Wednesday, 25 March 2009

Internet 0-1 Library

I am undertaking more freelance writing now that French Magazine is a bi-monthly title (Issue 74 will now be on sale April 24th, dear readers, so many apologies to those of you awaiting your French fix) and the first commission I have received is to write a brief social/cultural history of coffee in France.

Naturally, my first port of call for research was t'interweb but I soon realised that certain dates didn't tally from one so-called "expert source" to the next. So, for the first time since I was a student, I went to the public library to do some work in situ, and to sniff out some facts from actual - don't tell anyone! - books.

And what a treat. As I plonked myself down amongst the undergraduates and pensioners, I felt completely at home and instantly more studious.

As for the research, the archives of Bath Library offered up a rare beauty – a photocopy of a pamphlet written in 1845 by a local coffee merchant, one Samuel Bennett. It detailed in fine olde Englishe the Coffea Arabica plant's origins and the relentless spread of its boiled, then roasted and percolated, seed throughout the world from Ethiopia to Arabia, Cairo, Damascus and Constantinople, and eventually to the coffee shops of Venice, Amsterdam, Paris and London.

The librarian, an upbeat and helpful chap, had to go into a back room to dig the prized document out for me, and insisted that under no circumstances did I take it anywhere. All very cloak and dagger and, more excitingly, a rare victory for the printed word over the internet's presumed omniscience.

Tuesday, 17 March 2009

England thrash France

David Hepworth, with customary insight, has a great take on the unpredictability of sport following the England rugby team's shock trouncing of France at Twickenham on Sunday. I can't help thinking, though, that the OTT media assault on the English in the build-up to the game had more than a little to do with the outcome. Pride, attacking with pace and rubbish French defending - the perfect set-up for a drubbing.

In other news, the latest issue of The Traveller in France has just gone to print. It's a rather lovely read, and includes city guides to Dijon, Angers, Biarritz and Mulhouse, plus extensive features on green French holidays, learning and modern art breaks, plus the best places to head for a picnic. There is also a very amusing interview with comedian Marcus Brigstocke, himself something of a Francophile.

It will be bagged free with Issue 74 of French Magazine early April, and available as a download from soon after.

Monday, 9 March 2009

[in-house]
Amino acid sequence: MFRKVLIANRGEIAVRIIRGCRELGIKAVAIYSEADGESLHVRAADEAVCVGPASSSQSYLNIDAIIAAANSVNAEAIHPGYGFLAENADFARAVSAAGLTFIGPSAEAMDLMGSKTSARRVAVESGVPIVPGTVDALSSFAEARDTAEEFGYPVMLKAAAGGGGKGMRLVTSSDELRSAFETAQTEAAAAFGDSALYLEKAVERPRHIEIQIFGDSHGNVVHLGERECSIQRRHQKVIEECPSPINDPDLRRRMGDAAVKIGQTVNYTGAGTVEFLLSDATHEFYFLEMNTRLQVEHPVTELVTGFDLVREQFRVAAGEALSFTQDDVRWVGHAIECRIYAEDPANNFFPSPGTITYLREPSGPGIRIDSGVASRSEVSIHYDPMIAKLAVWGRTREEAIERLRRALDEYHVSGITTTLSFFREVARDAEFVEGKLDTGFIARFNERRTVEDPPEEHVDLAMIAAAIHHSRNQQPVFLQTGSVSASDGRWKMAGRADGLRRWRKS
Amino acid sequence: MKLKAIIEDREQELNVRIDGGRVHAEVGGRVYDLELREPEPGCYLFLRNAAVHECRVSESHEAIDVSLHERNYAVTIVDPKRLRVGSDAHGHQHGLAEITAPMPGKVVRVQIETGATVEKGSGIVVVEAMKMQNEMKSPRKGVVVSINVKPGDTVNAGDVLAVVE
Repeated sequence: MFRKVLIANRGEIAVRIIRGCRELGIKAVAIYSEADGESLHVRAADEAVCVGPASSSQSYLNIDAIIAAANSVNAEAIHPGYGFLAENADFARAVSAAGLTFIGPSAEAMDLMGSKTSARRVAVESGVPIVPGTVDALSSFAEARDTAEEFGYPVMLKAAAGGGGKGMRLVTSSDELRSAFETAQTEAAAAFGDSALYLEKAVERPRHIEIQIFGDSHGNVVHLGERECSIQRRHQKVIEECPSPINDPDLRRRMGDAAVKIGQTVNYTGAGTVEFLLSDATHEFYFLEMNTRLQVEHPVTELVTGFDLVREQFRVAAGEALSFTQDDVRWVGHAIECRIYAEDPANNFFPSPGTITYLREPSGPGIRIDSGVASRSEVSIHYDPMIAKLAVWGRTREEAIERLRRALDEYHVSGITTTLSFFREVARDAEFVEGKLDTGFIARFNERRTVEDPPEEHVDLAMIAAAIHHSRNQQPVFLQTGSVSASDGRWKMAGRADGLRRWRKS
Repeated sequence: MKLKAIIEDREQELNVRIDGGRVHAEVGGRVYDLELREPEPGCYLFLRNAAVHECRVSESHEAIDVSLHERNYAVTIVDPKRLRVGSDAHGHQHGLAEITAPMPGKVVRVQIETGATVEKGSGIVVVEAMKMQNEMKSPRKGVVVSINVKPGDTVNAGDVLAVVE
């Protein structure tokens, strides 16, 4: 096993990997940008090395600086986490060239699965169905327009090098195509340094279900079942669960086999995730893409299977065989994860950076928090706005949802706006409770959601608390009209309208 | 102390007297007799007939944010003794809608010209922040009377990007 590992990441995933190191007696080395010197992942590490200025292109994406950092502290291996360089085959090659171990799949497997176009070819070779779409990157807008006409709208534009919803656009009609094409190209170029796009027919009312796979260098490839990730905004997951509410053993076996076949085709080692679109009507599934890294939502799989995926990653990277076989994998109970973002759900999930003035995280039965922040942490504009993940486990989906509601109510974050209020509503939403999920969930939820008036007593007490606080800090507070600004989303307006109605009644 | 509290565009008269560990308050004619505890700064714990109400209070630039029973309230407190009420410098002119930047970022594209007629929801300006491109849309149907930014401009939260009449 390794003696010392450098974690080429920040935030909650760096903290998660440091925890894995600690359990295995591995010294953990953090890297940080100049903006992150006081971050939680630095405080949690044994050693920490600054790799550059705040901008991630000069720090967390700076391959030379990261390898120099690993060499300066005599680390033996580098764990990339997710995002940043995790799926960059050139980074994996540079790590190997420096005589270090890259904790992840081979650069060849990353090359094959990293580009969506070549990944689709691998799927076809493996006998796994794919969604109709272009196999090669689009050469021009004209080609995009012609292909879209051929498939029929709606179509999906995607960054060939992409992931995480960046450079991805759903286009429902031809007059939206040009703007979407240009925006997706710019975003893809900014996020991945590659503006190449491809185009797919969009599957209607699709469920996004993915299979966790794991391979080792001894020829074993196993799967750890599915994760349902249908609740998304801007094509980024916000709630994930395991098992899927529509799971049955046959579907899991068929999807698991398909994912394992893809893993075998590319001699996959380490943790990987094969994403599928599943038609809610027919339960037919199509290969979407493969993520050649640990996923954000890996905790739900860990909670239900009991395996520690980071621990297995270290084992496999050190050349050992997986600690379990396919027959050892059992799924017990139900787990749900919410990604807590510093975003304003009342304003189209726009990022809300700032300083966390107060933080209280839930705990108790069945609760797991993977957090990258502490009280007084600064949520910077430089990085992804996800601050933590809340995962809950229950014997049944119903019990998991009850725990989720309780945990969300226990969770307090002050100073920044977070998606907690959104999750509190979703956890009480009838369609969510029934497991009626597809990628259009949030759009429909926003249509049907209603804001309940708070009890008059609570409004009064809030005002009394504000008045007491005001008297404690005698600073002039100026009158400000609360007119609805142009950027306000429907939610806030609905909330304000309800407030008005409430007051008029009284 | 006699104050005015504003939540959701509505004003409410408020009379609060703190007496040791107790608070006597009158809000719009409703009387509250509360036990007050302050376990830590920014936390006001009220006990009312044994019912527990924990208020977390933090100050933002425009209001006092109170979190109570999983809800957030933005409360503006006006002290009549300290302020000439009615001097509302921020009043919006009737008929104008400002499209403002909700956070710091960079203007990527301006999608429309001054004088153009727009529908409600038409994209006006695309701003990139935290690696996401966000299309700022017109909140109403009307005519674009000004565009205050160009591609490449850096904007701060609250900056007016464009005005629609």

Modern life is not rubbish

Over the weekend I enjoyed preview discs of two cracking new French film releases.

Modern Life
(pictured) is a masterful study of the erosion of farming communities in the Auvergne. Director Raymond Depardon is from the area and his film oozes love and respect for his subjects. One thing I noticed was that the men interviewed were generally dejected and, well, knackered, while the women by their sides were smiling and upbeat in spite of the harshness of rural life. Not sure what to read into that. Anyway, it's on general release from April 3rd.

I found the 1970s-set thriller Rivals equally compelling. It's a moral fable, with impeccable period costumes and soundtrack, about two brothers on either side of the law and stars Guillaume Canet (director of Tell No One) and François Cluzet. It's out on DVD March 30th.

You can read the full reviews in the next issue of French Magazine, which goes on sale early April. You can subscribe here.

Friday, 6 March 2009

Vive la France film season

Fans of French film are in for a treat, as a new season of great movies kicks off this weekend on Sky Arts. It's curated by the man who, during the 80s and 90s was everyone's favorite comedy Frenchman – Antoine de Caunes. With his innovative music show on BBC2, Rapido, and then Channel Four's saucy smut-fest Eurotrash he was, for me as an adolescent, the very face of France itself.

Now an established director, de Caunes will discuss his own inspirations and influences as he presents classics such as Orphée by Jean Cocteau and modern works like Love Me If You Dare. For me, though, the undisputed highlight will be a quartet of Jacques Tati films – Les Vacances de Monsieur Hulot, Mon Oncle, Playtime and Jour de Fête (pictured, top), which is in my top ten favourites of all time.

The season kicks off tomorrow night, Saturday 7th March with Orphée. I urge you to watch. Alas I won't be able to, as I don't have satellite telly!

Thursday, 5 March 2009

Sarkozy sued by MGMT

As far as I can tell from this story about boisterous beatnik popsters MGMT suing Sarkozy's party, everyone's a winner. The hip New York duo's studied cool rubs off on the politicians, while the free publicity for the band is priceless.

Kids is the song in question but Time to Pretend gets my vote. It's one of the great singles of recent years, though the sentiment probably wasn't quite what Sarko was looking for.

Monday, 2 March 2009

French rugby mystery

The decision to play the first ever Friday night Six Nations game was as baffling to the untrained eye as the brilliant underdog performance of the French rugby team against Wales.

I watched the game through the mist of a few glasses of Champers, as I helped a friend celebrate a new job, so I cannot comment on the ins and outs, but it's clear that writing the French off is perilous, especially when Sébastien Tellier, sorry Sébastian Chabal, has fire in his belly.